ARLINGTON -- Marco Scutaro didn't join the Rockies until this year, so forgive him if he thought his own odd play on the bases that helped cost them a 4-2 loss to the Rangers on Sunday night was unique."On this road trip, I bet you guys have seen [stuff] that you haven't seen," Scutaro said. Well, for a franchise that has had one winning record on the road in 20 seasons, a lot of bad stuff has happened away from Coors. But it's understandable that Scutaro was shaking his head at the Rockies' current misery -- a 3-6 road trip for a club that has dropped 14 of its last 17. The Rockies were down, 4-0, before rallying for two runs in the ninth. However, with two runs in, Scutaro was at first and Eric Young at second when Rangers closer Joe Nathan bounced a pitch with Jason Giambi batting. Young took off for third, so Scutaro headed for second, but Rangers catcher Mike Napoli retrieved the ball quickly and had them both hung up on the basepaths. The speedy Young made it to third so Napoli threw to Michael Young, who then threw to Elvis Andrus covering second. Scutaro beat the throw and second-base umpire D.J. Reyburn called him safe. However, Scutaro came out of his pop-up slide and stumbled toward first base. Andrus tagged him out. Giambi then struck out to end the game. It appeared as if Scutaro left the bag thinking he was out, but he denied that. Exactly what happened, even he wasn't sure. "I don't really know what happened," Scutaro said." I've got to watch the video. I slid, and for some reason I bounced back. I don't know if Andrus, when I tried to get up, pushed me or I hit the bag hard. I don't know. I can't really tell you. You've got to watch the video and see, because I'm not sure." Andrus was every bit as puzzled as Scutaro. "I have no clue what happened," Andrus said. "But as soon as I saw he was called safe, he fell off the bag and I just tried to tag him." The Rockies were put in position to battle from behind after a 2 2/3-inning, four-run, six-hit, four-walk outing from starting pitcher Alex White (2-6) and several blown offensive chances. The Rockies hit into three double plays against Rangers starter Matt Harrison (10-3), who gave up five hits and two walks, but struck out three and managed five scoreless innings before leaving with tightness in his lower back. They also loaded the bases in the sixth before Jonathan Herrera grounded out against reliever Robbie Ross. Yet, Jeremy Guthrie settled the game by pitching 3 1/2 shutout innings to improve to 6 1/3 scoreless since being removed from the rotation, and Adam Ottavino and Matt Reynolds each pitched a scoreless frame. Then the Rockies rallied in the ninth. "It might've appeared to be that it was going to be easy in the ninth inning, but it wasn't," Rockies manager Jim Tracy said. Herrera and Dexter Fowler singled off Nathan and Young was hit by a pitch. Scutaro singled in a run. Carlos Gonzalez, the team's biggest offensive threat, drove a Nathan pitch to the deep left-center power alley. "I hit the ball pretty good, but I hit it to the toughest part of the park," Gonzalez said. Josh Hamilton dashed for a catch that most likely saved a two- or three-run double. Young didn't tag up at second and had to return, so Giambi came to the plate with runners at first and second before the strange Scutaro play occurred. "I just said it to myself after that play, what else can happen to us?" Gonzalez said. Thus ended the Rockies' 2-13 performance in Interleague Play, which matched the 2010 Pirates for the lowest single-season winning percentage since the National and American leagues began facing off in regular-season play in 1997. White's struggles have become an issue. His last three starts have each been his shortest since he debuted last season with the Indians. He went four innings against the Athletics on June 14, 3 2/3 innings and five runs in a no-decision at Philadelphia on Tuesday, and struggled again Sunday night. White retired the first two batters of the game but gave up singles to Hamilton and Adrian Beltre and needed 30 pitches to escape the first inning, but at least he didn't give up a run. White threw 30 more in the second and gave up runs on RBI doubles by Leonys Martin and Andrus. Martin chased White in the third with a two-out, two-run triple. "I threw a lot of pitches, had a lot of 3-2 counts and in those situations I've got to come into the strike zone," White said. "I gave up the two bit hits to the No. 9 guy [Martin]. If I can avoid those two two-out hits, I can stay in the game and keep this thing close." Tracy declined to address whether he will go back to Guthrie in the rotation, which currently has four pitchers working under a limit of around 75 pitches. White threw 78 on Sunday night. Guthrie said he is simply trying to retire hitters without worrying about whether he will regain his rotation spot. Guthrie started and won the Rockies' season opener, but was pulled from the rotation after going 3-6 with a 7.02 ERA in 11 starts. "They said I forced my hand to put me where I'm at," Guthrie said. "I didn't try to force their hand that way. I'm just going to try to get people out. I'm grateful for each chance I have to pitch."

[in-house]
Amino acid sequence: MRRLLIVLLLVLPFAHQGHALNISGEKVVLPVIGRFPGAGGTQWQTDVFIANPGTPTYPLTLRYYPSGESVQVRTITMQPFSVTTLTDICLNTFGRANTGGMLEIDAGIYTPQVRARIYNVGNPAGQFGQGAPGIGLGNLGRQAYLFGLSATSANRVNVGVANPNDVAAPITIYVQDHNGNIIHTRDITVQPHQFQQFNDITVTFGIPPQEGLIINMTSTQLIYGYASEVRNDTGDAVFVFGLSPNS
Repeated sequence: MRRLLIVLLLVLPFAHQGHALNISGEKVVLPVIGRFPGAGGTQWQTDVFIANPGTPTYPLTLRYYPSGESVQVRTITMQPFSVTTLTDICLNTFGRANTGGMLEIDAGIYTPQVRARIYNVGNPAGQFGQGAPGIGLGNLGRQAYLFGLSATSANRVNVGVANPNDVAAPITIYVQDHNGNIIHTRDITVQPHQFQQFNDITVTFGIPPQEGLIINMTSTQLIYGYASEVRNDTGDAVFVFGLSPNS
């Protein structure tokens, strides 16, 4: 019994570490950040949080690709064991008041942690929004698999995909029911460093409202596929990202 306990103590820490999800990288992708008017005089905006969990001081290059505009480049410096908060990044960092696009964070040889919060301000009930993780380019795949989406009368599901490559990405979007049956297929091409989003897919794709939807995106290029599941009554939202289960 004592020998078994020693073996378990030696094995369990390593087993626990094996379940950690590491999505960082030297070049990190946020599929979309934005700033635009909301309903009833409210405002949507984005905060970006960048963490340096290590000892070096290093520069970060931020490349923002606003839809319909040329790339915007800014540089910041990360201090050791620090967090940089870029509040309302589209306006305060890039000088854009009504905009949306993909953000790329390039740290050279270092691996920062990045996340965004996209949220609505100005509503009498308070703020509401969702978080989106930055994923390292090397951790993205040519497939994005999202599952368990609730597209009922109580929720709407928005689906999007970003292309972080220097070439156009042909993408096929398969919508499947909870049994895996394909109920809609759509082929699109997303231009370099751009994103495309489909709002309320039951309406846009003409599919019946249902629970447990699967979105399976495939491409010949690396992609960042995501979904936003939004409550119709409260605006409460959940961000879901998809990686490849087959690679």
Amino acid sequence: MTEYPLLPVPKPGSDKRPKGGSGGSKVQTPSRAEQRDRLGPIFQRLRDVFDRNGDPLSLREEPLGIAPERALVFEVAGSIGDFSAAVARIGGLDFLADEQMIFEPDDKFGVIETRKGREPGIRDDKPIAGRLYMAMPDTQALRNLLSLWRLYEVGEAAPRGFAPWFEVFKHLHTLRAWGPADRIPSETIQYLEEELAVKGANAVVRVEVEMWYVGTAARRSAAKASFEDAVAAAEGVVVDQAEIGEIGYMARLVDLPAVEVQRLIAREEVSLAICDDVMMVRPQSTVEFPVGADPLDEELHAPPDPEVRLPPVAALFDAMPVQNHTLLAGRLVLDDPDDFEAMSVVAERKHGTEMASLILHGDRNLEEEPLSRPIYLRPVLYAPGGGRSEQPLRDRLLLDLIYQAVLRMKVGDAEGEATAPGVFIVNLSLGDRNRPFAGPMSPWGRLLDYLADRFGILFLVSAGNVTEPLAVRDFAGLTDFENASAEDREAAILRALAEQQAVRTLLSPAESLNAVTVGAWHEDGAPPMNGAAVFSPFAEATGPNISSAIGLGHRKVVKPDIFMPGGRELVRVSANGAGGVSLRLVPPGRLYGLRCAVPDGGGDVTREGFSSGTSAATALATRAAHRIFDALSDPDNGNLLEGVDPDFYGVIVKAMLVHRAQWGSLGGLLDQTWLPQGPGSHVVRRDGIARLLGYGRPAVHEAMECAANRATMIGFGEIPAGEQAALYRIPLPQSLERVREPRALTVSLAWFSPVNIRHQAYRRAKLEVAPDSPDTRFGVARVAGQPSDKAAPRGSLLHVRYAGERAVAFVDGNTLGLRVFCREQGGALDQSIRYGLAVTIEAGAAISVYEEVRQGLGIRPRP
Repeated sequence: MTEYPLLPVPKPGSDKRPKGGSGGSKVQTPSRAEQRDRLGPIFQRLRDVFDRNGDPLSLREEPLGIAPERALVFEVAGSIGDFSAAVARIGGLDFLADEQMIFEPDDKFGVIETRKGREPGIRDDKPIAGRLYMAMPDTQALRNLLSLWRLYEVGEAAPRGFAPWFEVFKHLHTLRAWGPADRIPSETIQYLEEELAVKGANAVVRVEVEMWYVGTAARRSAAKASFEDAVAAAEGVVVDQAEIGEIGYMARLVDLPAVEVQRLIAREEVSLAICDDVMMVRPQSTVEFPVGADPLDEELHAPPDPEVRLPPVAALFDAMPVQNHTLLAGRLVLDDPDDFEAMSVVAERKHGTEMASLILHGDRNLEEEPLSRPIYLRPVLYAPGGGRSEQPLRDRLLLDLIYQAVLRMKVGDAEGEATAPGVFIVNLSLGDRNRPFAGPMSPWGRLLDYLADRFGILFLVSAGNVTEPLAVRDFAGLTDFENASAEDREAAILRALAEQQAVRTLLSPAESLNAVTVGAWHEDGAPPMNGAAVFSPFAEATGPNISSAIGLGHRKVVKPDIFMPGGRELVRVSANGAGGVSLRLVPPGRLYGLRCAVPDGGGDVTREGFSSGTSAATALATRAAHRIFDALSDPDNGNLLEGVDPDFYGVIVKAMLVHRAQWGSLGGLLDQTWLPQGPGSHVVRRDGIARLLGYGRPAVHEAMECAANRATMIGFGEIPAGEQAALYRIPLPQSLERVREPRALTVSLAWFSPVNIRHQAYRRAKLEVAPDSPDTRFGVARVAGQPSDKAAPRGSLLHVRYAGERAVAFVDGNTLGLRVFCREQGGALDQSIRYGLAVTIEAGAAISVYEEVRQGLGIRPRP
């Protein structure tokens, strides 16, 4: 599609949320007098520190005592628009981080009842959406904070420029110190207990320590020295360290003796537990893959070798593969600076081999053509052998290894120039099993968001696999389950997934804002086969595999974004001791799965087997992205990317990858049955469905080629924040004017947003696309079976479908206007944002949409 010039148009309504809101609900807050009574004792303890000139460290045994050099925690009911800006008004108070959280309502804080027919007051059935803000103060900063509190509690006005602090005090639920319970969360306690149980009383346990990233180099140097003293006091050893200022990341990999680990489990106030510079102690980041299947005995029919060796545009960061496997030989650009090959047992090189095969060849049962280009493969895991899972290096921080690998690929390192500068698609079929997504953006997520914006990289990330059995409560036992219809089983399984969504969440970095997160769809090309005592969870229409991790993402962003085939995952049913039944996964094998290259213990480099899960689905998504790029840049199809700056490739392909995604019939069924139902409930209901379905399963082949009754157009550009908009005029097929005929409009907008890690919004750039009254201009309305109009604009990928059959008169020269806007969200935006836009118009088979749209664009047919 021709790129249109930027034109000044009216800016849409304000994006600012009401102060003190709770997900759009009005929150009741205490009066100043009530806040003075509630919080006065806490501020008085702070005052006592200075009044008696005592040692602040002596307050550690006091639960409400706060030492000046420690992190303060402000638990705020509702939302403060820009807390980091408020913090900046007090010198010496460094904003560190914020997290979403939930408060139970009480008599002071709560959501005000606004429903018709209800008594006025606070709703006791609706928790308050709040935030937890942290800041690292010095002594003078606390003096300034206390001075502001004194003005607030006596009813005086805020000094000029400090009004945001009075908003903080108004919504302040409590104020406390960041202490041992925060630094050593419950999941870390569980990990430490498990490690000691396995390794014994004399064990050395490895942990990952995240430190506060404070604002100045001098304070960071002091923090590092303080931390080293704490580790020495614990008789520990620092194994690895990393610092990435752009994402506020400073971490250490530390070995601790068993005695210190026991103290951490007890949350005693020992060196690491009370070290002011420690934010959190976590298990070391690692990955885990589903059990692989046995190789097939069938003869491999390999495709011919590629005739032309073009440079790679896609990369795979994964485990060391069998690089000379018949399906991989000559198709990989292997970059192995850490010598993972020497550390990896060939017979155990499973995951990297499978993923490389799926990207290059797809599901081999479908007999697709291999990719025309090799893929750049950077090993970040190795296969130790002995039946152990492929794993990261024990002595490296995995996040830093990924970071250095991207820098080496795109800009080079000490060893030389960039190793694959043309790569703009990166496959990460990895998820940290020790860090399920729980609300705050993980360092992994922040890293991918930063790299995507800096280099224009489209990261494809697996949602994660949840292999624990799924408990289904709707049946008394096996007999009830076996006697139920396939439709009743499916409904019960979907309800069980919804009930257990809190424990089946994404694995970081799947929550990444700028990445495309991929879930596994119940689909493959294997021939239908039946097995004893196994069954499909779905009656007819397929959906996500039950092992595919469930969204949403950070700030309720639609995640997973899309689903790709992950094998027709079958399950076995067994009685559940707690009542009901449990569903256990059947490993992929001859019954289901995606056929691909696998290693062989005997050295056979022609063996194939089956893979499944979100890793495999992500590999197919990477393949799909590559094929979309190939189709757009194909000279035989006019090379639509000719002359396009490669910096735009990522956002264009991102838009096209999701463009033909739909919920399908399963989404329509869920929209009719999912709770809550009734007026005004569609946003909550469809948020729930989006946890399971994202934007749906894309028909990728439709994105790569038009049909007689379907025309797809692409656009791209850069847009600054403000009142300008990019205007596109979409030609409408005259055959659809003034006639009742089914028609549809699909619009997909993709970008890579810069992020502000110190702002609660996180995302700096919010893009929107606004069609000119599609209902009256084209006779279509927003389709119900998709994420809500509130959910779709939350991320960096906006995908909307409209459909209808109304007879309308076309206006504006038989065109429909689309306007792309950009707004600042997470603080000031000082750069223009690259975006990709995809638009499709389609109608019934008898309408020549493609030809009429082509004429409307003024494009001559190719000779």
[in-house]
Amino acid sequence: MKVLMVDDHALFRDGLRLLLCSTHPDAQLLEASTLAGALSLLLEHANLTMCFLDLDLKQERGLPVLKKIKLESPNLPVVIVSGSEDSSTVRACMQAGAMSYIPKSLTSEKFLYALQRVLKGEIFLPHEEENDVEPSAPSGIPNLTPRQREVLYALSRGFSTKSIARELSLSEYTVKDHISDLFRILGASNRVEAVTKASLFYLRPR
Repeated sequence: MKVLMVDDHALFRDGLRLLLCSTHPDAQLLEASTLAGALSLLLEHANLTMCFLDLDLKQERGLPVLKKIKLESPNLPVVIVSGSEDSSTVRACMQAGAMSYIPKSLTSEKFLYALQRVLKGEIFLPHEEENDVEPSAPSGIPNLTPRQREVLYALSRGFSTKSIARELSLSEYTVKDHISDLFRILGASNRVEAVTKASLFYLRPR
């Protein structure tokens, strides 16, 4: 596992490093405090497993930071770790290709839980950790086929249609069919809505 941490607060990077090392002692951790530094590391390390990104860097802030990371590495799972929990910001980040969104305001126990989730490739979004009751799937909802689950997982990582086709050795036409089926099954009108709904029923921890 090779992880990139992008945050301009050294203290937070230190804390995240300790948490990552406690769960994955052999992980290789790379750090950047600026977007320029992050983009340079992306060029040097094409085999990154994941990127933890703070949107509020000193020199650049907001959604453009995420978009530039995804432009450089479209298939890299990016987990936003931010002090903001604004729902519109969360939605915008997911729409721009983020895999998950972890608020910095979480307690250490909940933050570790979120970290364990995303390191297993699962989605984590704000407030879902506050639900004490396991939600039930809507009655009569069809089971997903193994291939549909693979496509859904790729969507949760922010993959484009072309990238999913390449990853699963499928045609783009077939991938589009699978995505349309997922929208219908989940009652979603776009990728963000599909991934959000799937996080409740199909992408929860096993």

Thomas Harding is a reporter for MLB.com. Read his blog, Hardball in the Rockies, and follow him on Twitter @harding_at_mlb. This story was not subject to the approval of Major League Baseball or its clubs.